When KnitPicks announced they would be discontinuing Felici Sport, I grabbed some up on clearance, in the Recess colorway. By using a self-striping yarn, I was giving up the freedom to create my own stripe width, but it was worth it for the option to not weave in 87 million ends for the front.
Once I had my colorway for the front, it was time to pick one for the back! I wanted a solid back, also like Mia’s vest, and went with Stroll Sport, which is also discontinued, in the Peapod colorway. This green is more pronounced than the green in Recess, but I think they compliment each other perfectly.
Also? Because I got everything on clearance discount, I barely spent $32 for the yarn and I still have 2 balls of Felici and 1.5 balls of Stroll. Expect to see some winter accessories made with the leftovers in a few months.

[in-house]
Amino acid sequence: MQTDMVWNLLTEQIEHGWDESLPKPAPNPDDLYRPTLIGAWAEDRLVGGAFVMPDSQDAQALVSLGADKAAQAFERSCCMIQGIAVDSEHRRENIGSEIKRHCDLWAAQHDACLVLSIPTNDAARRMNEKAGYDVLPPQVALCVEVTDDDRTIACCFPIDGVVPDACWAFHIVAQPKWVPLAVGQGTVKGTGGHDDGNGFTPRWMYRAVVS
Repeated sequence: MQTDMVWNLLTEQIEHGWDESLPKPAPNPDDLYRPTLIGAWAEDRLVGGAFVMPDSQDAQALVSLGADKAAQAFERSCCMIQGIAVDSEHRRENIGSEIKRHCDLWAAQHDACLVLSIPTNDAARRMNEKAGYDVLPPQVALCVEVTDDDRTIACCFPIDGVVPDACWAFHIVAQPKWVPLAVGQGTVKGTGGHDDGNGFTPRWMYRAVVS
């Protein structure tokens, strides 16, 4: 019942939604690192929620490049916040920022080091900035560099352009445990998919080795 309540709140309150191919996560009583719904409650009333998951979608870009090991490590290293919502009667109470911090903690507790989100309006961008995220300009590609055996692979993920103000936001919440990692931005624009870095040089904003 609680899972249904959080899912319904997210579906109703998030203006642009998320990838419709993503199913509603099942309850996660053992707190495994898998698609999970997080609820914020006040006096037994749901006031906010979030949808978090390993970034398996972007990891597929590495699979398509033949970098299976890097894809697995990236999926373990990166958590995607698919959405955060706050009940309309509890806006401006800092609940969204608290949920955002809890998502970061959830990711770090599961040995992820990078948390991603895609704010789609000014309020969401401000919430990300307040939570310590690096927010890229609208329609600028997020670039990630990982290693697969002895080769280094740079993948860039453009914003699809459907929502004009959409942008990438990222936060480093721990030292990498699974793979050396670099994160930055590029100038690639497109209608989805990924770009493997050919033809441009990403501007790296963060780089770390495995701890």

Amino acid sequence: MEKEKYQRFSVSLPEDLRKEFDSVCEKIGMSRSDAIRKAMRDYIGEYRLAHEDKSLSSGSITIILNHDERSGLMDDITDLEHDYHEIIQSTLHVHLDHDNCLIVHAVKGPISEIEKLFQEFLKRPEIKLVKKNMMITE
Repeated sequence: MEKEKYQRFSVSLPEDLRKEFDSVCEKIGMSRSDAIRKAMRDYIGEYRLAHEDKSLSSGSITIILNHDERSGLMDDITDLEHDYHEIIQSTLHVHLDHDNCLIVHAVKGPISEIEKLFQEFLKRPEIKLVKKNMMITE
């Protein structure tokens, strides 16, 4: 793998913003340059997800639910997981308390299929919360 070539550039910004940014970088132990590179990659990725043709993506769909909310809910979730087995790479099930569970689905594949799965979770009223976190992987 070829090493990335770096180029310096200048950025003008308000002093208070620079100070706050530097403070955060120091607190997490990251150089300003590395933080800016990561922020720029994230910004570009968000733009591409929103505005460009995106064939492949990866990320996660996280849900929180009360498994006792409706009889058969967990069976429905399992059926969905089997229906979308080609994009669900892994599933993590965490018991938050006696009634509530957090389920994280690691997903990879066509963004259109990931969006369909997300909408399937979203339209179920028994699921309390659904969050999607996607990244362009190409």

To knit this sweater vest, I used Amy Herzog’s CustomFit generator. I love Amy’s patterns; I’ve taken classes with her and have bought her Knit to Flatter book, which is excellent, but for this pattern, I wanted to try the generator. It’s pretty awesome! It forces you to knit a swatch (I know, I know) and count your own stitches and rows, instead of trying to make gauge for someone else’s pattern. It then takes your own tension and a whole buttload of measurements, asks what type of sweater you’d like (sleeves, neckline, trim, etc), and spits out a perfect pattern for $9.99.
The pattern was great and easy to follow, so all I had to do worry about the chevrons. I had a basic stitch pattern, but using a little math and the cast-on stitch count of 151, I came up with this repeat for my main pattern: